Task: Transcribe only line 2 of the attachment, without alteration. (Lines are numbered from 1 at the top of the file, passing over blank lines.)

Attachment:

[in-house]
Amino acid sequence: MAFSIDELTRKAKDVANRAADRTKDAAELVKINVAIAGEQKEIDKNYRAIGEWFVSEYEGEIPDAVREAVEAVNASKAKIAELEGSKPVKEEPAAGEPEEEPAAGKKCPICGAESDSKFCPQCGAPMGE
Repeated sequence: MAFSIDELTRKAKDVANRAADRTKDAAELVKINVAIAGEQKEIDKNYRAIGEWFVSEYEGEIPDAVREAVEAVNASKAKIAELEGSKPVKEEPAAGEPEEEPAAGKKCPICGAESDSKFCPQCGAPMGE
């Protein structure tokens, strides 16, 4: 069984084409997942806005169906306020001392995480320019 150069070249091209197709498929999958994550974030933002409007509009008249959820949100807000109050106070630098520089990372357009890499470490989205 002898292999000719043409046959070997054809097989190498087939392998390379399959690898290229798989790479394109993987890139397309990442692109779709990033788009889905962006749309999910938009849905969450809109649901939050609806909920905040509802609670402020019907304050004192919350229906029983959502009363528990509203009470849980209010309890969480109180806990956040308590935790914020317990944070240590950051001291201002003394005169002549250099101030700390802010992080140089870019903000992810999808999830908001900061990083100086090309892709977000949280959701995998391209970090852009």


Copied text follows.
Amino acid sequence: MAFSIDELTRKAKDVANRAADRTKDAAELVKINVAIAGEQKEIDKNYRAIGEWFVSEYEGEIPDAVREAVEAVNASKAKIAELEGSKPVKEEPAAGEPEEEPAAGKKCPICGAESDSKFCPQCGAPMGE